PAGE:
The emphasis of the English and American religious liberty advocates on the centrality of belief in Christianity flowed naturally from the focus of Luther on conscience and the primacy of Scripture. As Paul wrote to the Romans, “If you confess with mouth that Jesus is Lord and believe in your heart that God raised him from the dead, you will be saved. For with the heart one believes and is justified, and with the mouth one confesses and is saved.” (Romans 10:9-19) Scripture, especially the New Testament, is replete with similar emphases on belief, John 3:16 being probably the most famous example. The “great and first commandment” is to “love the Lord your God with all your heart and with all your soul and all your mind” (Matthew 22:37-38). Love is necessarily an act that must begin internally and thus cannot be coerced by the state.
Scripture also makes plain that belief trumps any claims of government or worldly religious authority. As Peter and John made clear in Acts 4:18 when brought before the Sadducees, they must continue to listen to God rather than religious authorities for “we cannot but speak of what we have seen and heard.” And far from imposing belief through compulsion, the Christian elder is called to “correct his opponents with gentleness.” (2 Timothy 2:25) Indeed, the Great Commission uses a single verb to describe how to make and baptize disciples: to “teach” (Matthew 28:19-20).
The emphasis on belief and freedom from governmental coercion is reflected in Reformed doctrine in the New World. When the Presbyterian Church in the United States of America was formed in 1788, it modified the Westminster Confession provisions on the magistrate. This version deleted references to the powers of the magistrate to suppress heresies and blasphemies and to allow the magistrate to call and control synods of the church. It focused instead on such measures, with a familiar ring to the U.S. Constitution, as charging that the magistrate should make sure “that no person be suffered, either upon pretense of religion or of infidelity, to offer any indignity, violence, abuse, or injury to any other person whatsoever” and ensure “that all religious and ecclesiastical assemblies be held without molestation or disturbance.”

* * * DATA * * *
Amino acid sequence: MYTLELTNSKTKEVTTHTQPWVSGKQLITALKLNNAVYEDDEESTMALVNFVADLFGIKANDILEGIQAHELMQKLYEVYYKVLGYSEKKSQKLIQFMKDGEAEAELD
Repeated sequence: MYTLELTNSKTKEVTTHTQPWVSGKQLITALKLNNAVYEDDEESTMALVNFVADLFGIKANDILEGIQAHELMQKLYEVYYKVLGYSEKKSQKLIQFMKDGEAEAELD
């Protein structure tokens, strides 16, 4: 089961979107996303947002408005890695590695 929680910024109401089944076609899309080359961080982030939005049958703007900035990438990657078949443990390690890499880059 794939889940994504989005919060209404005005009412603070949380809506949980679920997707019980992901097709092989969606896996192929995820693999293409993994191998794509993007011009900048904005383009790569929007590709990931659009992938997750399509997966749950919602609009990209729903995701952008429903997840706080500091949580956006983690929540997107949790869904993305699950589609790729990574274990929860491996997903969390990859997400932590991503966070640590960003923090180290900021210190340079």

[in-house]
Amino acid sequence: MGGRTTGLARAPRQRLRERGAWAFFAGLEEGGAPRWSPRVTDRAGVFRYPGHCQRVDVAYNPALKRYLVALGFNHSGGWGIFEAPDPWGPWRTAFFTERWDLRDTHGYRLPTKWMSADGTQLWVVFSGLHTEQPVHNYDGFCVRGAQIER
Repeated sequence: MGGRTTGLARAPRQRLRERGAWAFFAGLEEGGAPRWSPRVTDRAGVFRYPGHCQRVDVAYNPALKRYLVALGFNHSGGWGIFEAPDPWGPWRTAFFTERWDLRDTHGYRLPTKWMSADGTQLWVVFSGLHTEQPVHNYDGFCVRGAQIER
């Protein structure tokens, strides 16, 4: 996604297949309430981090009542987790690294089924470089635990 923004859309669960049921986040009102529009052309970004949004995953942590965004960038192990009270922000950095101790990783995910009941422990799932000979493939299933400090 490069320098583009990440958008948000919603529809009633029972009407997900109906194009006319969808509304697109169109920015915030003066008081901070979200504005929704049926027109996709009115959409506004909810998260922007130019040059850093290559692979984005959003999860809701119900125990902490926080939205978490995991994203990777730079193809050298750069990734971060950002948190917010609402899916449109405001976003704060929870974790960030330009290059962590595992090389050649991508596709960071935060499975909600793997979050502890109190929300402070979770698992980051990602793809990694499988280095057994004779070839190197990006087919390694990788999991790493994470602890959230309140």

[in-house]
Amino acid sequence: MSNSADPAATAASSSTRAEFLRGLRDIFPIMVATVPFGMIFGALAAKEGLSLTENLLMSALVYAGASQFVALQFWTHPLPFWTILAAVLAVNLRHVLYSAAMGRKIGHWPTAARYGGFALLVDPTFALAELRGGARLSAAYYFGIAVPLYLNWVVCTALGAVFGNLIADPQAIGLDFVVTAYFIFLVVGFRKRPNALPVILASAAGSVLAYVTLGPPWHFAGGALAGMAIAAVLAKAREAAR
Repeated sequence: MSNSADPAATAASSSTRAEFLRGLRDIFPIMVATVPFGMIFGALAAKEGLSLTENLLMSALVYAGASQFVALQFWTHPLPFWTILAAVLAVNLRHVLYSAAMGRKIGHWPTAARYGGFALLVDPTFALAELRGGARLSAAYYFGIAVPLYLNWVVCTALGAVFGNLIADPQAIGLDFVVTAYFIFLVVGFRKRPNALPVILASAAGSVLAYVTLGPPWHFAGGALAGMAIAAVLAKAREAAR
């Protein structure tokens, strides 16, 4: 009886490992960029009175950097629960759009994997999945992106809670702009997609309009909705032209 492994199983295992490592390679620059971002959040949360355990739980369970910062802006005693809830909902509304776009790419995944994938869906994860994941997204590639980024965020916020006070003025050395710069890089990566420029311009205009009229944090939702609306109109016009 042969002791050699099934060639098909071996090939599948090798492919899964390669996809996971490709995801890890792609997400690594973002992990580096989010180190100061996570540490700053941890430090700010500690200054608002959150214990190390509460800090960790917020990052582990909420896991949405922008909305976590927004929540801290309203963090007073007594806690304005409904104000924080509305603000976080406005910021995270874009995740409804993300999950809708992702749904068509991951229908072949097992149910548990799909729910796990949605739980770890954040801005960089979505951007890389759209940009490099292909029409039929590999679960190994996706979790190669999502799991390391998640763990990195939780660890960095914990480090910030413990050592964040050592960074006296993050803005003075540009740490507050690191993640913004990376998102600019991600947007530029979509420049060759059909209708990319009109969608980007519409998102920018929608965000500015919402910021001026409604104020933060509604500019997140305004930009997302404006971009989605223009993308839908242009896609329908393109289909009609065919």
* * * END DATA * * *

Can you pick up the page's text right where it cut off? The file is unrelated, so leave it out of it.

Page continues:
While the ideas developed in the American experience stand in sharp contrast to the Augustinian/early Reformation view of the relationship of church and State, they also stand in contrast to the other extreme: the view that faith and patriotism cannot go hand in hand. The Founders based their view of religious liberty on the fulfilment of God’s will. Likewise, the Declaration of Independence stated as the basis for the document’s purpose that we are endowed by our Creator with certain inalienable rights, including life, liberty, and the pursuit of happiness. George Washington famously stated in his Farewell Address that “[o]f all the dispositions and habits which lead to political prosperity, religion and morality are indispensable supports. In vain would that man claim the tribute of patriotism who should labor to subvert these great pillars of human happiness, these firmest props of the duties of men and citizens.” The Christian beliefs of many of the Founders, and the Christian inspiration for much of what they did, is something from which we need not run away.
While the United States was not founded as a Christian republic, Christians are not wrong to reflect on and take pride in the many ways that America’s history is bound up with the advancement of the Gospel. This has largely been by the individuals comprising the nation rather than the nation itself, such as the participants in the Great Awakening and various revivals throughout American history, the abolitionist movement, and the dynamic flourishing of the church in America due to its freedom and diversity.
Yet the nation itself has had a role in this as well. It is the nation which through its Constitution created conditions in which religion could flourish; a nation that helped defeat Hitler; a nation that championed the Universal Declaration of Human Rights and the establishment of human rights as international norms; a nation that defeated Soviet communism; and a nation that in recent years has taken leadership in fighting AIDS in Africa and malaria worldwide. America is not the Israel of the Old Testament, and there is the risk of reading too much into our blessings and viewing America as uniquely chosen. But neither should we lose site of the fact that God places each of us in particular times and places, gives out His blessings as He wills, and calls on us to grow and flourish where we are planted.
Christians in the United States thus are not wrong to take some pride in the accomplishments of their nation. That is not “Christian Nationalism,” it is simply “patriotism,” as Mark David Hall reminds us in his Christian Reflections on Christian Nationalism(s). Nor are Christians wrong to seek to leverage the United States’ unique blessings—its tradition of religious liberty, its dedication to freedom and human rights, its economic and cultural power, to name but a few—for the advancement of the Gospel. This is the heeding of God’s call to seek the Shalom of our society and working to fulfill both the Cultural Mandate and the Great Commission. A nation can never be perfect or holy in a broken world, nor should achieving such a condition be an ultimate end for a Christian. Perfection must wait for the end of time, when Christ will make all things new.
[i] Against Calvins’ Book, quoted in Gregory Wallace, Justifying Religious Freedom: The Western Tradition 114 Penn St. Law Review at 561 (2009)